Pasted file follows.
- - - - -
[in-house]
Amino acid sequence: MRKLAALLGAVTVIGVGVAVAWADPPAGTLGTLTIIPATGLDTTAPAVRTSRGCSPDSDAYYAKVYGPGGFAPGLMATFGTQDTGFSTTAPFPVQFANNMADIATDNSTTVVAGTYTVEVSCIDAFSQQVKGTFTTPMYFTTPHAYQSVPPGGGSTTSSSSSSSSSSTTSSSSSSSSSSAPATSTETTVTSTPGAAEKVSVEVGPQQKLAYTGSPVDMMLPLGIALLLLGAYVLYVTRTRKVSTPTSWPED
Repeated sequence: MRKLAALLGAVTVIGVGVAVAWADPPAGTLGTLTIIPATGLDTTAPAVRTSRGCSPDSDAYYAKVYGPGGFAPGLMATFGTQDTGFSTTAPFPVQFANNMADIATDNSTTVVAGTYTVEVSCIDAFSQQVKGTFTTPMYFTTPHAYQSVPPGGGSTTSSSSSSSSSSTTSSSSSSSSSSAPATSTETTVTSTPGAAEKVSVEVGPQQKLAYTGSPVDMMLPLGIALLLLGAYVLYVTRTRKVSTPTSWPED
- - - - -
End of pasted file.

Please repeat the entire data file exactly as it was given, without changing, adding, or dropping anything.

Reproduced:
[in-house]
Amino acid sequence: MRKLAALLGAVTVIGVGVAVAWADPPAGTLGTLTIIPATGLDTTAPAVRTSRGCSPDSDAYYAKVYGPGGFAPGLMATFGTQDTGFSTTAPFPVQFANNMADIATDNSTTVVAGTYTVEVSCIDAFSQQVKGTFTTPMYFTTPHAYQSVPPGGGSTTSSSSSSSSSSTTSSSSSSSSSSAPATSTETTVTSTPGAAEKVSVEVGPQQKLAYTGSPVDMMLPLGIALLLLGAYVLYVTRTRKVSTPTSWPED
Repeated sequence: MRKLAALLGAVTVIGVGVAVAWADPPAGTLGTLTIIPATGLDTTAPAVRTSRGCSPDSDAYYAKVYGPGGFAPGLMATFGTQDTGFSTTAPFPVQFANNMADIATDNSTTVVAGTYTVEVSCIDAFSQQVKGTFTTPMYFTTPHAYQSVPPGGGSTTSSSSSSSSSSTTSSSSSSSSSSAPATSTETTVTSTPGAAEKVSVEVGPQQKLAYTGSPVDMMLPLGIALLLLGAYVLYVTRTRKVSTPTSWPED